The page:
Second to that has to be the Hill of Crosses in Lithuania, this was more of a surprise highlight than anything and the epic journey to and from just made it even more of an adventure. When you think you might miss out on something and then figure out your own way there, and it turns out to be an amazing place. Again, a rewarding travel experience of another nature.
Meeting up with Betsy and Pete was of course a highlight for us too, we have been able to meet up with a few people on this trip and we love that we cross paths with fellow travelling freinds along the way. Just exploring the old towns of the Baltic’s was a beautiful experience too and as this was the later stage of our trip we did decide to treat ourselves a little with some amazing meals out, both traditional and also at a great vegan place we found too! But also seeing all the soviet throwbacks was one of the reasons I was so keen to travel in this region.
Also knowing we would be seeing our pug Dooku soon really made us happy!!
This part of the trip, after Ukraine, felt rushed and exhausting if truth be told. We enjoyed seeing these places but it just didn’t feel like as much of an adventure as other places had. Past Ukraine and it all felt a little tame and predictable. We also started to have home on our minds all too much. Now we knew we would be going home soon it brought with it a mixture of emotions. We were happy to be going to see our family and our little pug (our baby!!). And yet we were sad this adventure was coming to an end, it had gone so much faster than we ever anticipated and being on the road had just become normal life, a life we had now gotten used to and loved!
After the initial excitement of getting home I did feel a bit down and it was so strange being back, nothing had changed at all. We got some work too which is great for our upcoming plans but is a coming back down to earth with a bang! It is hard when you crave adventure so much but you have to just save up and catch up on work (loads of posts to do!! argh!!). But we have been bouldering and will be hopefully climbing outdoors soon, doing some hiking and maybe camping and I’ve been able to run again for the first time since my operation.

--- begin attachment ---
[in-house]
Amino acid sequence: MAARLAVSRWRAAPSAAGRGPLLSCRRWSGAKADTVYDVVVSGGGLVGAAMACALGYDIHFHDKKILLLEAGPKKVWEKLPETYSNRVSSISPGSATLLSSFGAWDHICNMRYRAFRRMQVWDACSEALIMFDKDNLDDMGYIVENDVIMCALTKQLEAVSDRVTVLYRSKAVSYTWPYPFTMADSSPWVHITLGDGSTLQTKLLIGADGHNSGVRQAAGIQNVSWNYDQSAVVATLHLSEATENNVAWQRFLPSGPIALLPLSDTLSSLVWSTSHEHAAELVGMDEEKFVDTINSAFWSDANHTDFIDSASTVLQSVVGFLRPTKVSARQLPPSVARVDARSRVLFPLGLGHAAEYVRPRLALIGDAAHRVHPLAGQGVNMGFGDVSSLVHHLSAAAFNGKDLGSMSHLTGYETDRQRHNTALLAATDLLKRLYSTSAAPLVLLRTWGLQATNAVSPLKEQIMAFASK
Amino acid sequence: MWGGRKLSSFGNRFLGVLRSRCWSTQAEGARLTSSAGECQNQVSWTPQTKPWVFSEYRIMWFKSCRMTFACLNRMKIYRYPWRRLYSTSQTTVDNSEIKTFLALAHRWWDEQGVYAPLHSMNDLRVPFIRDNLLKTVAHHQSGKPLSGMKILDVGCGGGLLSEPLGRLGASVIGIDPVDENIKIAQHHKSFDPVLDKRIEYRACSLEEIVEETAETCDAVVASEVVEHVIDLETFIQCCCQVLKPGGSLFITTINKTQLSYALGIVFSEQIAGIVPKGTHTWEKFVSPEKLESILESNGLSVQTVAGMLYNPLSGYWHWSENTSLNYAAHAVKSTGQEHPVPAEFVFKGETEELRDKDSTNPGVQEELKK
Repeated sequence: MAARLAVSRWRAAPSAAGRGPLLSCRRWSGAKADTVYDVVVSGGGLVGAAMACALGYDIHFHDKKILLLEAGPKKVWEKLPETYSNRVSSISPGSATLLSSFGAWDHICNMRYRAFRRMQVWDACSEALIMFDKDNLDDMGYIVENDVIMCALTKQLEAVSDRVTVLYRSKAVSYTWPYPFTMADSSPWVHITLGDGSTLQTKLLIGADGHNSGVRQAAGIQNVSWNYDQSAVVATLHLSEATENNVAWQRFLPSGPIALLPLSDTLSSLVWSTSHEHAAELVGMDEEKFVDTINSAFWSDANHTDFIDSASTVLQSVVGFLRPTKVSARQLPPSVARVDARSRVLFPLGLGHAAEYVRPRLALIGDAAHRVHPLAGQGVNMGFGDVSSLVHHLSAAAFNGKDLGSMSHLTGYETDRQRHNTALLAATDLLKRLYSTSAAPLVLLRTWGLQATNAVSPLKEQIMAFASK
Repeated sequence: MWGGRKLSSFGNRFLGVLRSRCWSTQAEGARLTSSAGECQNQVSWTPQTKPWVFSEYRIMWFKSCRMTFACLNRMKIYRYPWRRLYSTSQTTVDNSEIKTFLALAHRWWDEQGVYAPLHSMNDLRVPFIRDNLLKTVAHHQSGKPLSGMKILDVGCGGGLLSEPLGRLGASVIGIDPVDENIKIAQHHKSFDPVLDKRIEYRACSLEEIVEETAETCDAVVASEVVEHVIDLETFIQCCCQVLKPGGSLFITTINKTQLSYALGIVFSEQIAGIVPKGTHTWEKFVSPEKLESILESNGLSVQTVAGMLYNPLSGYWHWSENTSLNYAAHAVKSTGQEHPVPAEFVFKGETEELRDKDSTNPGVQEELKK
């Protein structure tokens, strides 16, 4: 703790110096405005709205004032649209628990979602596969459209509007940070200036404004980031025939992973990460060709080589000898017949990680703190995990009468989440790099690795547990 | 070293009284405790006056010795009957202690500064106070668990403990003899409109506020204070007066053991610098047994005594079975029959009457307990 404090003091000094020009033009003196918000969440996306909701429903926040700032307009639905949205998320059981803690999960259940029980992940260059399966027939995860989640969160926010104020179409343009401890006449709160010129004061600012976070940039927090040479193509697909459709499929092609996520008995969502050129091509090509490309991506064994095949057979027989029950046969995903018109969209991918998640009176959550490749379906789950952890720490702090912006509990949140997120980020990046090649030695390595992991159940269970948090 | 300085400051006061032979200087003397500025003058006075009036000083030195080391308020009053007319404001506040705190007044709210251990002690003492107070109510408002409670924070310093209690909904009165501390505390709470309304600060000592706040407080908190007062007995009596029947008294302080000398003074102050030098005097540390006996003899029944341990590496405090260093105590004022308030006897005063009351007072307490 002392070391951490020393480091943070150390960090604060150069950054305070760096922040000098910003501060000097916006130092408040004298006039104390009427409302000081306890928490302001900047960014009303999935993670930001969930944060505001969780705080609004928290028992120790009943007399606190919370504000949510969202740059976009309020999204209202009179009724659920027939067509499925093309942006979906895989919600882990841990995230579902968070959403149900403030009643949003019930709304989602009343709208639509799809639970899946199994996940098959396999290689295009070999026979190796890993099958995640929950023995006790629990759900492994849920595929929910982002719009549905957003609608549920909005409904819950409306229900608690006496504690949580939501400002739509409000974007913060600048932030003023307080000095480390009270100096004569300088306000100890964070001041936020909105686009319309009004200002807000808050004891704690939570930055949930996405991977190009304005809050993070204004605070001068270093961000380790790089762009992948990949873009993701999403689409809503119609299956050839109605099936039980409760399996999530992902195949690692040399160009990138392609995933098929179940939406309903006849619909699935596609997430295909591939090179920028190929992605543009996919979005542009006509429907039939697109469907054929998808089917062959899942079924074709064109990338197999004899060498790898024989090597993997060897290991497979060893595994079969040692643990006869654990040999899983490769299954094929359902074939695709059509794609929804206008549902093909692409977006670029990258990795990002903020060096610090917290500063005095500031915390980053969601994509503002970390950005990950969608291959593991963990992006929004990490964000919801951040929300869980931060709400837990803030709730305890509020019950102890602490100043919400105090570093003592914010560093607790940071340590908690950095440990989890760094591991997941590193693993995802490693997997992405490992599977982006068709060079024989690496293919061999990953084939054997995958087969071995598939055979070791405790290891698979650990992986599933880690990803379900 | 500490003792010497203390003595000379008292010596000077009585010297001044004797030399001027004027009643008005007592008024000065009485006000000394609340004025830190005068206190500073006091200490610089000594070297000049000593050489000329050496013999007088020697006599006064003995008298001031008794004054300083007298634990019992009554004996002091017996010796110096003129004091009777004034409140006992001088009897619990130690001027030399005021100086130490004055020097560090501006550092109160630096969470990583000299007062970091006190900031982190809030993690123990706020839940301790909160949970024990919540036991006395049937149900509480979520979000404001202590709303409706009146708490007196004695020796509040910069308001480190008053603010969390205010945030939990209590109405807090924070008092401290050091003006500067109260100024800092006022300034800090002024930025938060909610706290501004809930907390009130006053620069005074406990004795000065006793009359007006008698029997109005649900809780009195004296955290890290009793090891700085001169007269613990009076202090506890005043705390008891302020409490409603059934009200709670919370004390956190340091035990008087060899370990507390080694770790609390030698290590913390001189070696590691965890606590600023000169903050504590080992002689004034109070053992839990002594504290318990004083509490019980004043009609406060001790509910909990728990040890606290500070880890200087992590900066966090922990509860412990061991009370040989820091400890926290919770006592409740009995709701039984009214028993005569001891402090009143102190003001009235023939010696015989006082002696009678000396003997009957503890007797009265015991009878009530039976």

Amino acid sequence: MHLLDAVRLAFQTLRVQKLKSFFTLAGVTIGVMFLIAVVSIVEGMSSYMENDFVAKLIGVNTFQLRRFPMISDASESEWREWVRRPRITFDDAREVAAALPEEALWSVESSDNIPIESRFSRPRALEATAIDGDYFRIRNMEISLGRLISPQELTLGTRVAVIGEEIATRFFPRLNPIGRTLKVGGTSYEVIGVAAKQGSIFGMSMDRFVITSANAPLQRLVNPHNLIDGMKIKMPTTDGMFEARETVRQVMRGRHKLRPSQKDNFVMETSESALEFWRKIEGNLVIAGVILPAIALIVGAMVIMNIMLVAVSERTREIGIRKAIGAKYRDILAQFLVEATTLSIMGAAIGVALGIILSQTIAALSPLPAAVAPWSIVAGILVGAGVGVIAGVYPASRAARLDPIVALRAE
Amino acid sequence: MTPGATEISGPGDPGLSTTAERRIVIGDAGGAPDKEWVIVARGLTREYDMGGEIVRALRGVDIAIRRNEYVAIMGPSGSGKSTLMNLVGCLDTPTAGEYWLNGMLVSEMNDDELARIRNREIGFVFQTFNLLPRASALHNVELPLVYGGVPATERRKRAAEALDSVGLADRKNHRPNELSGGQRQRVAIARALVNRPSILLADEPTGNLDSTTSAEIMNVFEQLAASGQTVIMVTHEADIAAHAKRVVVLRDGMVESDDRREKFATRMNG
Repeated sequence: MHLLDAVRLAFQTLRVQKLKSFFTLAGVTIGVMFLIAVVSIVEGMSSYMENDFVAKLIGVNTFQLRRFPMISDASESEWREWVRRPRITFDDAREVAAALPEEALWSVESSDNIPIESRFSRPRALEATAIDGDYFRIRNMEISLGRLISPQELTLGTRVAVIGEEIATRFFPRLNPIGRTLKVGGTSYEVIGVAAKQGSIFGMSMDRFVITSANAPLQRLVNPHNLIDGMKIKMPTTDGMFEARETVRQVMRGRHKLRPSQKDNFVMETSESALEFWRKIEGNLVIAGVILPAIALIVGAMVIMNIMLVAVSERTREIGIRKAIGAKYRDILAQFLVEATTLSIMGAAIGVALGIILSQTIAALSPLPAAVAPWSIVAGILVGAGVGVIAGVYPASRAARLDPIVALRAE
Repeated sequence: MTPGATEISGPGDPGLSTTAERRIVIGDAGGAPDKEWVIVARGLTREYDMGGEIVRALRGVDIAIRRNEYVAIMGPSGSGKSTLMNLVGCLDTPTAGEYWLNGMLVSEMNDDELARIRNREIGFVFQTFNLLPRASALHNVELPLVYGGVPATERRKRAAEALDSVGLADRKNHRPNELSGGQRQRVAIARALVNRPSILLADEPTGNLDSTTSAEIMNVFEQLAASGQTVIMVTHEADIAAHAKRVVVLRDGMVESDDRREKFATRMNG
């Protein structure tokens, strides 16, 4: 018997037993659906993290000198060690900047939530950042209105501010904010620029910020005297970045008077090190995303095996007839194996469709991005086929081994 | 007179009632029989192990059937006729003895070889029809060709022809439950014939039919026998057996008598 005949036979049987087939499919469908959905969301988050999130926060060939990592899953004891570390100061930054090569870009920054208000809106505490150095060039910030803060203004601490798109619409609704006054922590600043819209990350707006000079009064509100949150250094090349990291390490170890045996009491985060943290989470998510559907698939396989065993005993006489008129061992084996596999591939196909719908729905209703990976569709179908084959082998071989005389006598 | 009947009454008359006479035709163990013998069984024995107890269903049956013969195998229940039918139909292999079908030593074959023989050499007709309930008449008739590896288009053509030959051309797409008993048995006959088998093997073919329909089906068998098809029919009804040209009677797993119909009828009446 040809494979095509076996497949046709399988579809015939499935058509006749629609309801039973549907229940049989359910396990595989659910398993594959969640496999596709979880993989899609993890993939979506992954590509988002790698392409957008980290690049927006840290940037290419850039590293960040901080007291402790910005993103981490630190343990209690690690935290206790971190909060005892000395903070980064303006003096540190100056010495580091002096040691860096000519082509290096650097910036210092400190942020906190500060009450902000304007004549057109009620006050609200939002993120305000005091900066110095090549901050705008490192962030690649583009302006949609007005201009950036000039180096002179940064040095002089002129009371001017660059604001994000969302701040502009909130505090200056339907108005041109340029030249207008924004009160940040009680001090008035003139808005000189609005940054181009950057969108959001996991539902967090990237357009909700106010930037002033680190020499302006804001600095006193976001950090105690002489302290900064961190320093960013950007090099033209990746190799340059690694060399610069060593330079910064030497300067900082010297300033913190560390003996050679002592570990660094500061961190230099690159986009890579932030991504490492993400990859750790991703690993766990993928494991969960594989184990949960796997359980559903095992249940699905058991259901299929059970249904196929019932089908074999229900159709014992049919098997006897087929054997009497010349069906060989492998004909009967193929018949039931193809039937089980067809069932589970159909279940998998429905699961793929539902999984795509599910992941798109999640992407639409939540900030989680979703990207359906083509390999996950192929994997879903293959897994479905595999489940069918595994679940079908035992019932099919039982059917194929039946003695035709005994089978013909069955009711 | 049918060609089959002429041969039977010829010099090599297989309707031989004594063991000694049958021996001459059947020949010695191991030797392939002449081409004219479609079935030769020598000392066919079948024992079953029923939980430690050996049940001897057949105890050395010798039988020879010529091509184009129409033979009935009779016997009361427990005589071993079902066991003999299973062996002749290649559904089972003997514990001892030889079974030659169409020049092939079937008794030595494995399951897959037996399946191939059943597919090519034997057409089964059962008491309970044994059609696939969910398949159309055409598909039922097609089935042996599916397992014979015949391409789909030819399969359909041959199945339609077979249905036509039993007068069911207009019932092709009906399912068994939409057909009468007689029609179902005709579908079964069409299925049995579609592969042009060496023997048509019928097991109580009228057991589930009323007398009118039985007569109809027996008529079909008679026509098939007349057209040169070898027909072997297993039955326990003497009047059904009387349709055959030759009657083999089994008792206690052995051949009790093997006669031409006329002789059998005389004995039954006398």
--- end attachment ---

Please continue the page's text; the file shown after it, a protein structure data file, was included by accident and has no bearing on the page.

Keep in the loop!
If you want more regular updates be sure to check out our facebook page: www.facebook.com/Hilditchshortexplore as we will be uploading photos more often and shorter updates as to where we are. We also update Instagram: www.instagram.com/the_roaming_renegades/ daily too. Keep an eye out in the next few weeks for more detailed posts about the places mentioned here!
Read about our first, second and thirds months here:
So, this might be the end of one trip, but really the adventure has just began. If anything this first 4 months in Europe were just a tester for a much longer trip which is much further from home. Now we will spend 3 months at home to catch up with everyone, plan the next leg a bit more, get vaccines and visas as well as working and saving up some more.
So where will our next backpacking leg take us:
We will start off on our next backpacking trip in November 2nd 2016 to:
China, Laos, Vietnam, Thailand, Cambodia, Myanmar, Malaysia, Singapore, Indonesia, Philippines, (6-7 Months)
Then: Australia and New Zealand (We will be doing a working tourist visa in Aus and staying with family in NZ for a month or so)
Plus: Hopefully India, Sri Lanka and Nepal on the way home too.
So please, if you have any tips/ blog post on this region please post them below
We will be coming home after this and seeing where we are at and what we want to do (with our lives!), but we have plans to go to South America after that and also complete the rest of the countries we have left in Europe. Backpacking is addictive!
Reflecting on the backpacking trip as a whole:
We will be writing more thoroughly on this when we got time. But what we can say was that our backpacking adventure was everything we hoped it would be and more. We had so many apprehensions beforehand with regards accommodation, money, transport, planning ahead and staying so long in dorms. But really, non of these were that much of a worry and it is so true that you figure it out as you go along and you definitely become more easy going the longer you have been out there. We also realised that we would do a longer stretch for sure and that although sometimes we really did miss home and most of all our little pug, that it did get easier and it was mostly the early stages where this bothered us more. You do have bad days though but those are hugely outweighed by the sheer amount of amazing, once in a lifetime days that more than not happen almost everyday. Backpacking has been a dream come true, we can’t wait to continue!
You also get to the point where you realise it is ok to do nothing too and not everyday has to be an adventure, that sitting around the hostel chatting to new people and resting is just as much of an adventure and often from these interactions the best experiences happen! Backpacking or just travelling long term in such an intense way through some really off the beaten track areas, relying on yourself and the kindness of strangers, it really does leave its mark on you. It is almost indescribably and something you really have to do to know what I mean, it is so much more than just a trip or a holiday. It changes how you see the world, opens your minds and teaches you so much. We are even more in love with travel and the intensity and freedom of long term travel!
Eastern Europe, we bloody love you! I’m not sure if I can ever fall for a region as much as you! Western Europe can suck it!! Backpacking through here has been so rewarding.